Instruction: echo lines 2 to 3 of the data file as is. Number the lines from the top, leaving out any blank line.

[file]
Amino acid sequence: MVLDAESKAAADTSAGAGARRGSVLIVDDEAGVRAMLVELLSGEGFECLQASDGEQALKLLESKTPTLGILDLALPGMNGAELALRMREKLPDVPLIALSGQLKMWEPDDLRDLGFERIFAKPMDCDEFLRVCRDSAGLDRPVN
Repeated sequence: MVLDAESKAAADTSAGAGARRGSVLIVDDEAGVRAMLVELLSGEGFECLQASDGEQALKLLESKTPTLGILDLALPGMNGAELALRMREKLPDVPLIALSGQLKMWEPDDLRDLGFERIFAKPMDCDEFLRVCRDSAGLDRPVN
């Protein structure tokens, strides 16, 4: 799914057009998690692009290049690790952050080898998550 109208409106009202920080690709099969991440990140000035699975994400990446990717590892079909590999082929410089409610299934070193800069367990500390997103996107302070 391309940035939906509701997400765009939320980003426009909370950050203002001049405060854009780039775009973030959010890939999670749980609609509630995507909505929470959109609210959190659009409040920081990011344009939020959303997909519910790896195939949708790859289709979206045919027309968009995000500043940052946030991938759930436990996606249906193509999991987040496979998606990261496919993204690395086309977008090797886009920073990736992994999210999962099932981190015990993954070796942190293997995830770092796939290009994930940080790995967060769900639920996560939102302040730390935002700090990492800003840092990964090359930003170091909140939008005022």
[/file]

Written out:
Repeated sequence: MVLDAESKAAADTSAGAGARRGSVLIVDDEAGVRAMLVELLSGEGFECLQASDGEQALKLLESKTPTLGILDLALPGMNGAELALRMREKLPDVPLIALSGQLKMWEPDDLRDLGFERIFAKPMDCDEFLRVCRDSAGLDRPVN
């Protein structure tokens, strides 16, 4: 799914057009998690692009290049690790952050080898998550 109208409106009202920080690709099969991440990140000035699975994400990446990717590892079909590999082929410089409610299934070193800069367990500390997103996107302070 391309940035939906509701997400765009939320980003426009909370950050203002001049405060854009780039775009973030959010890939999670749980609609509630995507909505929470959109609210959190659009409040920081990011344009939020959303997909519910790896195939949708790859289709979206045919027309968009995000500043940052946030991938759930436990996606249906193509999991987040496979998606990261496919993204690395086309977008090797886009920073990736992994999210999962099932981190015990993954070796942190293997995830770092796939290009994930940080790995967060769900639920996560939102302040730390935002700090990492800003840092990964090359930003170091909140939008005022």